D.L. Hughley Shoots Straight on Police, Mark Fuhrman and Racial Profiling
Allison Kugel | 7/6/2018, 6:39 a.m.
Hailed as one of the most prolific standup comedians of the past three decades, D.L. Hughley has never been afraid to dig into ethnic stereotypes, economic disparity, relationships, politics… nothing’s off limits. His words are explicit and paint an accurate portrait of societal contradictions and pain in fast forward.
From his legendary standup material and his nationally syndicated radio show, The D.L. Hughley Show, to his upcoming Netflix series, The Fix (a hybrid game show/issues-based panel talk show), D.L.’s platform as an outspoken advocate of civil rights is unconventional and tinged with off-color language. But as he shared with me during our conversation, he believes that to reach people with a heavy message, you’ve got to get them to let their guard down through laughter.
His latest book, How Not To Get Shot: And Other Advice From White People (Out June 26th) pulls no punches and offers no apologies, as Hughley puts forth his satirical and bitingly sarcastic take on racial profiling, police shootings, President Trump, and the advice that white people often give black people on how to adequately assimilate into American society. Nothing is off limits as he covers topics like black names versus white names, dressing black versus dressing white, how white people advise black people to talk to the police, neighborhood profiling, “the race card,” and a host of other hot button, racially charged issues. D.L. goes in.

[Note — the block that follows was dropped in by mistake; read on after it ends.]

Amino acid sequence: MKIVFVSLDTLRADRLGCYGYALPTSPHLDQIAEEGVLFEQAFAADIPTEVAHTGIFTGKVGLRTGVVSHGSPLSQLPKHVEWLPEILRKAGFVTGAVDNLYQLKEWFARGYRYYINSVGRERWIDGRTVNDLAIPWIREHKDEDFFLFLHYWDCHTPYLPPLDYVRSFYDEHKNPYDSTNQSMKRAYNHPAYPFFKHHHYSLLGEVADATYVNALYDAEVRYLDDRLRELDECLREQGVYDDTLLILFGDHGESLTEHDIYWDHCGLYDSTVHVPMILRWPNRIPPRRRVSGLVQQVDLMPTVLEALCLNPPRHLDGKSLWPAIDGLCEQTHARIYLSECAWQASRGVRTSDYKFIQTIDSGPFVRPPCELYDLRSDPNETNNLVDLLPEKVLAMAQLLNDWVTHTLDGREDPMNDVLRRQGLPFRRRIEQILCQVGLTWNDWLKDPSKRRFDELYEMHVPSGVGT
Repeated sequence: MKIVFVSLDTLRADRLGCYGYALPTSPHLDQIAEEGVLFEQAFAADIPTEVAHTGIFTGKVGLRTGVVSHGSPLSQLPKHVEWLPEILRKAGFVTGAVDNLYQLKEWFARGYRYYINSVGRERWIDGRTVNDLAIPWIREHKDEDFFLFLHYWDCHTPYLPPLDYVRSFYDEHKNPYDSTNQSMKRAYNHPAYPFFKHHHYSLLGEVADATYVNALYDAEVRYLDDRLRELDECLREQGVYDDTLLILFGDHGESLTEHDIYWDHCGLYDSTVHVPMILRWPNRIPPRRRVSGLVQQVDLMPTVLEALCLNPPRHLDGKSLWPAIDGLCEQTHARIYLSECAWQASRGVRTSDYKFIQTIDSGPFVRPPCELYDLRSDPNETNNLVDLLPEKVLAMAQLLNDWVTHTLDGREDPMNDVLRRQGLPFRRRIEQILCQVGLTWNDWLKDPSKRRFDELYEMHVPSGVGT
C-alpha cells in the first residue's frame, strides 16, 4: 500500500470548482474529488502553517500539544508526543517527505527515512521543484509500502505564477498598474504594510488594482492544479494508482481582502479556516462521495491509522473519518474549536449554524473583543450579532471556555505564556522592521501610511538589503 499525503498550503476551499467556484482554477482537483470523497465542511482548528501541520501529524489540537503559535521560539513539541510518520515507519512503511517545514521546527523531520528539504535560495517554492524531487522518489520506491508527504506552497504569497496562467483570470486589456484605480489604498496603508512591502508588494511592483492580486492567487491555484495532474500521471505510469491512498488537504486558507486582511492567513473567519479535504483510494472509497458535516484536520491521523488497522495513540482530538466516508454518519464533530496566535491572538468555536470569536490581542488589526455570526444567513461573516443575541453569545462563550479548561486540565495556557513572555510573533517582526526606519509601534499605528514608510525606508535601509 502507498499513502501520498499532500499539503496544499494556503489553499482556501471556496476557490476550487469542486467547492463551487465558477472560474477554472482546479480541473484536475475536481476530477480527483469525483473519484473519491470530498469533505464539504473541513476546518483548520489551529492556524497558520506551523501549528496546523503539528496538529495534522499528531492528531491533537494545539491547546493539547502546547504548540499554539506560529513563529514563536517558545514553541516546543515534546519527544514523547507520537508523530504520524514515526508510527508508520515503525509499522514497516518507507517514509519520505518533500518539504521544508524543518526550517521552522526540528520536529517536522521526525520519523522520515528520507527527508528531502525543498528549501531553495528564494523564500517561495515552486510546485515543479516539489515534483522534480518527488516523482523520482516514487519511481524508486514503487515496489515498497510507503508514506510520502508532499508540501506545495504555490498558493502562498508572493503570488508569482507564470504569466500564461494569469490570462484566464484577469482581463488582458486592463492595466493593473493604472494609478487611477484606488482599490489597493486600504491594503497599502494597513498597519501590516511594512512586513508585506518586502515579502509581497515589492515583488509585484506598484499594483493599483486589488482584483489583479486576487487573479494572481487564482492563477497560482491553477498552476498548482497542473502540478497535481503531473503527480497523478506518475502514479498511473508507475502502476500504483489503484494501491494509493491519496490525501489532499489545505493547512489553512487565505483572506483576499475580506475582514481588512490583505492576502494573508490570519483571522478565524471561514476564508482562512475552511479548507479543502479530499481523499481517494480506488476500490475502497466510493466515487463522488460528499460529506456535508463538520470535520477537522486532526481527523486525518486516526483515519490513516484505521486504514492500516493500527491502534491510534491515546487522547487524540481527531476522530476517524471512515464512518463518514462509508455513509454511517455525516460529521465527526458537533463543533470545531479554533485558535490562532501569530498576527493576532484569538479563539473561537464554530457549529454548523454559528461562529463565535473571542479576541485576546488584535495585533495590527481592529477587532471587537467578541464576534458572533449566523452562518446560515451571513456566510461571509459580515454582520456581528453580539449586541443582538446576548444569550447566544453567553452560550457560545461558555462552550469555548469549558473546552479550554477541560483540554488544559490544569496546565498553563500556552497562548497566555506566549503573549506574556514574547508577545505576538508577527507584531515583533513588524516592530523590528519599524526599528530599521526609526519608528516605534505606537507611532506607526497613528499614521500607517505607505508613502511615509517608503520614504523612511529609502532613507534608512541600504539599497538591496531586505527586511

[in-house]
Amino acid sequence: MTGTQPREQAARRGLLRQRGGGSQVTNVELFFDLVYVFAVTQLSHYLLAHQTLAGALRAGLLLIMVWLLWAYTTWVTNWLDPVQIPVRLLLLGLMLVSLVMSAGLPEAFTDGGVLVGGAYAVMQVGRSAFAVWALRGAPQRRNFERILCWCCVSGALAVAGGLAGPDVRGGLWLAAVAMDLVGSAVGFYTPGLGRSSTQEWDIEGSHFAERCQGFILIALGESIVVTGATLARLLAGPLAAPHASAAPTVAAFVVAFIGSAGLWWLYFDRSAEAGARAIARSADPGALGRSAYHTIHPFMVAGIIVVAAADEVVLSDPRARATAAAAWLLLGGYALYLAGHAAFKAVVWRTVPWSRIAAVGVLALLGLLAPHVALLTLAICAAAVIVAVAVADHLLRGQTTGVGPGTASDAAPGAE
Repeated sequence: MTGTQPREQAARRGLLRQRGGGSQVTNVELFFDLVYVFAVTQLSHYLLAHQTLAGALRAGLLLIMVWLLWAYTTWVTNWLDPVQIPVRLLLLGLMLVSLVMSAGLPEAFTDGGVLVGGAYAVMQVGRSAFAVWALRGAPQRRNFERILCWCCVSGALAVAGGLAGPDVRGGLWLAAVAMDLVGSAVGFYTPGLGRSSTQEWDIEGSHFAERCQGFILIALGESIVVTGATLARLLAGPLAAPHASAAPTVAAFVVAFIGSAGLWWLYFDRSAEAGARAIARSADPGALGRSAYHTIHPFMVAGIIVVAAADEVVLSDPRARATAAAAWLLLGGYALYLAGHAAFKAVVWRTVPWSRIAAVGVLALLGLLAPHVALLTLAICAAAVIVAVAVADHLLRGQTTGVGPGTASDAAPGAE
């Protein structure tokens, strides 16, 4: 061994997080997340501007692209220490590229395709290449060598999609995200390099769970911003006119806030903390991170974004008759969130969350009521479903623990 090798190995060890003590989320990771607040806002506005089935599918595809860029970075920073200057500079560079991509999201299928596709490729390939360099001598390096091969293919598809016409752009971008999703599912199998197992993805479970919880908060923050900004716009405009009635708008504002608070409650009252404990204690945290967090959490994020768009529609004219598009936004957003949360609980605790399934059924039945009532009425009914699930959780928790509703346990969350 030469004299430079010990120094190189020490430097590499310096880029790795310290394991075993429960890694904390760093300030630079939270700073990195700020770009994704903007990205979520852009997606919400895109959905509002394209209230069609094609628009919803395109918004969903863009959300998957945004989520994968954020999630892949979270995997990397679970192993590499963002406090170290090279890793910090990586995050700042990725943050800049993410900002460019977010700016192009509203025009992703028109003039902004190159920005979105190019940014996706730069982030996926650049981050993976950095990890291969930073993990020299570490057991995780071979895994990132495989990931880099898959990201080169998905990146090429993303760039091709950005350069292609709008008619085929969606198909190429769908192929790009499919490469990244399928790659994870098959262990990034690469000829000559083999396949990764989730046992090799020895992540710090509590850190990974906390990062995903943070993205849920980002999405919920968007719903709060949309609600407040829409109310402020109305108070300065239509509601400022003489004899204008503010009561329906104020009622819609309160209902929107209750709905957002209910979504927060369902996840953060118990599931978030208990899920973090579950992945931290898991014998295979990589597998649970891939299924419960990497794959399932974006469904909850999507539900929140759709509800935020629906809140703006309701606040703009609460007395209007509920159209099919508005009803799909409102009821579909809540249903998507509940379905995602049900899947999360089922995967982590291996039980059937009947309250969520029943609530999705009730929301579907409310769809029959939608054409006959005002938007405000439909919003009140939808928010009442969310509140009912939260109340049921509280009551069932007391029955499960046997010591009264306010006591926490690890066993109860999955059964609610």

The book doubles down on D.L.’s already controversial public platform. It is filled with humor, sorrow and irony, and it will make you a bit uncomfortable no matter what side of the fence you are on.
Allison Kugel: Did the motivation to write your latest book, How Not To Get Shot (And Other Advice From White People), come from a place of fear, love, hope, anger…?
D.L. Hughley: I think all those things. Fear, frustration, anger… they all kind of mirror each other. When I was writing this book, I realized that society would never take a good look at itself unless you make it feel good; unless you give them something to make their ears tickle a little bit. My overall thought was to be clear enough where it doesn’t seem trite, and to be satirical enough where people can’t tell if I’m being serious or not. And I needed it to be angry enough to mirror the people who go through these things all the time. Watching people of color being slaughtered at the hands of police is nothing new. I grew up in Los Angeles, so it happened quite often. Everybody always wants to say they want to start this conversation, and this book is my contribution to that conversation.
Allison Kugel: Do you feel safe living in the United States?
D.L. Hughley: I don’t think I ever… black men and safety don’t go together. There are a lot of words that black people use to describe how they feel, but I don’t think “safe” is one of them.
Allison Kugel: What do you tell your kids when they ask if they’re safe?